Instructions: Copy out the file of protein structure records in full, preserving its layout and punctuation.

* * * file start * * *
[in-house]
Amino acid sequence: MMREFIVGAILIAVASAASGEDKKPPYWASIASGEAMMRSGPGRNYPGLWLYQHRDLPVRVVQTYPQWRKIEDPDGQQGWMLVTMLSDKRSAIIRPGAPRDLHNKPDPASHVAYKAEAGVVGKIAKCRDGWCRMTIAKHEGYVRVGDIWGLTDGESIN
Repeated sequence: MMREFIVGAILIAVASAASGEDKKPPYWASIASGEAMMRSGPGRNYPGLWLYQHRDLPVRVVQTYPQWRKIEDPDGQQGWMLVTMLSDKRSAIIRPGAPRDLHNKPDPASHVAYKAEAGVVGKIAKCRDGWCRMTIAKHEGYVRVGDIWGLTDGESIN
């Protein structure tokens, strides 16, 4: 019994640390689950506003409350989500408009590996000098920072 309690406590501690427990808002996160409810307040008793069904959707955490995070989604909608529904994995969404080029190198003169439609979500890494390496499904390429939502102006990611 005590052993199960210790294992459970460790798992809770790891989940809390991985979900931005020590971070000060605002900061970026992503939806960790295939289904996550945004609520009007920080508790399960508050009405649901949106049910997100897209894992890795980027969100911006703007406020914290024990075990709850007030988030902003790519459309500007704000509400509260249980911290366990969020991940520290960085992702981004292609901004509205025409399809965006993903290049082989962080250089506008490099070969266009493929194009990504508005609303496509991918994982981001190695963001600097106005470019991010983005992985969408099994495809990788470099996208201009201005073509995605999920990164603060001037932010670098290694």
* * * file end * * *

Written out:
[in-house]
Amino acid sequence: MMREFIVGAILIAVASAASGEDKKPPYWASIASGEAMMRSGPGRNYPGLWLYQHRDLPVRVVQTYPQWRKIEDPDGQQGWMLVTMLSDKRSAIIRPGAPRDLHNKPDPASHVAYKAEAGVVGKIAKCRDGWCRMTIAKHEGYVRVGDIWGLTDGESIN
Repeated sequence: MMREFIVGAILIAVASAASGEDKKPPYWASIASGEAMMRSGPGRNYPGLWLYQHRDLPVRVVQTYPQWRKIEDPDGQQGWMLVTMLSDKRSAIIRPGAPRDLHNKPDPASHVAYKAEAGVVGKIAKCRDGWCRMTIAKHEGYVRVGDIWGLTDGESIN
């Protein structure tokens, strides 16, 4: 019994640390689950506003409350989500408009590996000098920072 309690406590501690427990808002996160409810307040008793069904959707955490995070989604909608529904994995969404080029190198003169439609979500890494390496499904390429939502102006990611 005590052993199960210790294992459970460790798992809770790891989940809390991985979900931005020590971070000060605002900061970026992503939806960790295939289904996550945004609520009007920080508790399960508050009405649901949106049910997100897209894992890795980027969100911006703007406020914290024990075990709850007030988030902003790519459309500007704000509400509260249980911290366990969020991940520290960085992702981004292609901004509205025409399809965006993903290049082989962080250089506008490099070969266009493929194009990504508005609303496509991918994982981001190695963001600097106005470019991010983005992985969408099994495809990788470099996208201009201005073509995605999920990164603060001037932010670098290694």